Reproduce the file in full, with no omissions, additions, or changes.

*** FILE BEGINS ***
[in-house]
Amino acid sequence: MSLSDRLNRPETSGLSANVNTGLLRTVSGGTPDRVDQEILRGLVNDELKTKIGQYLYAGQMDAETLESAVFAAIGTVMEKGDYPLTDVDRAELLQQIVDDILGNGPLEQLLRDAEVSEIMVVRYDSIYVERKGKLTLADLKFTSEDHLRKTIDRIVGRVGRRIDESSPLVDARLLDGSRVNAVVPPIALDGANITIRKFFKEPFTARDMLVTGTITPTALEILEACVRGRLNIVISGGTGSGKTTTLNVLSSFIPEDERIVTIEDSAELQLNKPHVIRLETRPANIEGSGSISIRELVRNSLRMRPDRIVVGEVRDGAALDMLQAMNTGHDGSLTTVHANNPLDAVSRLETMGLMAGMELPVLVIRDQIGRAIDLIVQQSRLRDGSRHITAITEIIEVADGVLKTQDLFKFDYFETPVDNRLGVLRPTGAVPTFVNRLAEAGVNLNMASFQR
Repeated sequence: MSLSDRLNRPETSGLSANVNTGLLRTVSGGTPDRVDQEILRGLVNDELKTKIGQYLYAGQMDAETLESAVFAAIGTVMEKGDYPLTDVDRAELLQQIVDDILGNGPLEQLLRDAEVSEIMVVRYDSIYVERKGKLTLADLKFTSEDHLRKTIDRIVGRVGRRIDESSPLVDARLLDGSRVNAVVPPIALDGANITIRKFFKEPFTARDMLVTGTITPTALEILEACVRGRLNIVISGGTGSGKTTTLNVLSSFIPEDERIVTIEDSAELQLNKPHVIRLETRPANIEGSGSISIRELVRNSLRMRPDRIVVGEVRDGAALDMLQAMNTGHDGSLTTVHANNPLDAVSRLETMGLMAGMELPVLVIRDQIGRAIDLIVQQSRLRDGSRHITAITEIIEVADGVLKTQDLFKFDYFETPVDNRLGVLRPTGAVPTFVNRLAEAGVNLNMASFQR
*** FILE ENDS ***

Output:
[in-house]
Amino acid sequence: MSLSDRLNRPETSGLSANVNTGLLRTVSGGTPDRVDQEILRGLVNDELKTKIGQYLYAGQMDAETLESAVFAAIGTVMEKGDYPLTDVDRAELLQQIVDDILGNGPLEQLLRDAEVSEIMVVRYDSIYVERKGKLTLADLKFTSEDHLRKTIDRIVGRVGRRIDESSPLVDARLLDGSRVNAVVPPIALDGANITIRKFFKEPFTARDMLVTGTITPTALEILEACVRGRLNIVISGGTGSGKTTTLNVLSSFIPEDERIVTIEDSAELQLNKPHVIRLETRPANIEGSGSISIRELVRNSLRMRPDRIVVGEVRDGAALDMLQAMNTGHDGSLTTVHANNPLDAVSRLETMGLMAGMELPVLVIRDQIGRAIDLIVQQSRLRDGSRHITAITEIIEVADGVLKTQDLFKFDYFETPVDNRLGVLRPTGAVPTFVNRLAEAGVNLNMASFQR
Repeated sequence: MSLSDRLNRPETSGLSANVNTGLLRTVSGGTPDRVDQEILRGLVNDELKTKIGQYLYAGQMDAETLESAVFAAIGTVMEKGDYPLTDVDRAELLQQIVDDILGNGPLEQLLRDAEVSEIMVVRYDSIYVERKGKLTLADLKFTSEDHLRKTIDRIVGRVGRRIDESSPLVDARLLDGSRVNAVVPPIALDGANITIRKFFKEPFTARDMLVTGTITPTALEILEACVRGRLNIVISGGTGSGKTTTLNVLSSFIPEDERIVTIEDSAELQLNKPHVIRLETRPANIEGSGSISIRELVRNSLRMRPDRIVVGEVRDGAALDMLQAMNTGHDGSLTTVHANNPLDAVSRLETMGLMAGMELPVLVIRDQIGRAIDLIVQQSRLRDGSRHITAITEIIEVADGVLKTQDLFKFDYFETPVDNRLGVLRPTGAVPTFVNRLAEAGVNLNMASFQR